Defence

Sharpen tech focus to boost defence prowess

By Tribune India

The final round of the United States Defense Advanced Research Projects Agency’s (DARPA) Alfa dogfight trials took place on August 20. The trials aimed to “demonstrate advanced AI (artificial intelligence) algorithms capable of performing simulated within-visual-range air combat manoeuvring, colloquially known as a dogfight.” Eight teams participated in the event, and the winning team, Heron Systems, squared off against a top

F-16 pilot. The AI pilot won 5-0.

Although the simulation was a simple one-on-one scenario and did not imply that AI is ready to replace pilots, it demonstrated that an AI agent could effectively learn and successfully apply basic fighter manoeuvres. A DARPA official said, “This was a crucible that lets us now begin teaming humans with machines… where we hope to demonstrate a collaborative relationship with an AI agent handling tactical tasks like dogfighting while the onboard pilot focuses on higher-level strategy as a battle manager supervising multiple airborne platforms.”

Technology has always played a crucial role in warfighting and the character of war. However, some sceptics state that the impact of technology is overrated. They point out the failure of a network-centric US military to defeat the insurgencies in Iraq and Afghanistan. There is a similar discussion in India on how far technology can overcome the challenges posed by the terrain along the Himalayan watershed or in areas like Siachen.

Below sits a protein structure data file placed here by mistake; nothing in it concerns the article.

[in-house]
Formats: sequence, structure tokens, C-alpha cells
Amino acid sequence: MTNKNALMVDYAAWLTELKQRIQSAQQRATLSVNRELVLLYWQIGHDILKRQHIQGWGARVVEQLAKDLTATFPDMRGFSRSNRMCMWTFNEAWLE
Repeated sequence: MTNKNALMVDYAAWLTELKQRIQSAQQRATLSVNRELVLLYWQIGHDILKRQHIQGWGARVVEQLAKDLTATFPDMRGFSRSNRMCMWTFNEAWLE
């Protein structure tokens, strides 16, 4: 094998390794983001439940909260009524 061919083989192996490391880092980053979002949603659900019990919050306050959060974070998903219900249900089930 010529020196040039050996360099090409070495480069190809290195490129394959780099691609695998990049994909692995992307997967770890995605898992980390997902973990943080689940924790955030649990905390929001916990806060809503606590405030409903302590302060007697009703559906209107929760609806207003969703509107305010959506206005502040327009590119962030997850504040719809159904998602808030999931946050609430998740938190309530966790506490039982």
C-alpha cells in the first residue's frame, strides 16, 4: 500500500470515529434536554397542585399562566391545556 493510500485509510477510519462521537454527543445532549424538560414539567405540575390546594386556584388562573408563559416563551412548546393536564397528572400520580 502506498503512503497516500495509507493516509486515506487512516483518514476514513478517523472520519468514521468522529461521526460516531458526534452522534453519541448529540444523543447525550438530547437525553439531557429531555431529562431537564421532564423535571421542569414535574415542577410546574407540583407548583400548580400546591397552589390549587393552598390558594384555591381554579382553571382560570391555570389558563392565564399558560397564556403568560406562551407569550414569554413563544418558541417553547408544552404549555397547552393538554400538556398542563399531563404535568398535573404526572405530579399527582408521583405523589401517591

There is no doubt that the quality of human resource, levels of training, motivation, and human ingenuity will be major war-winning factors. But we must also recognise that today, technology is having a more transformative impact on the world than ever before. Klaus Schwab, founder of the World Economic Forum, in his book The Fourth Industrial Revolution, writes that the most critical challenge today is to understand the “speed and breadth” of the technology revolution. Many of the emerging technology breakthroughs are in their infancy but are “already reaching an inflection point in their development as they build on and amplify each other in a fusion of technologies across the physical, digital and biological worlds.”

We are yet to grasp all the implications of this new revolution fully, but it is clear that emerging technologies, while empowering individuals and societies, are also disrupting traditional models of business, governance, and even social interaction.

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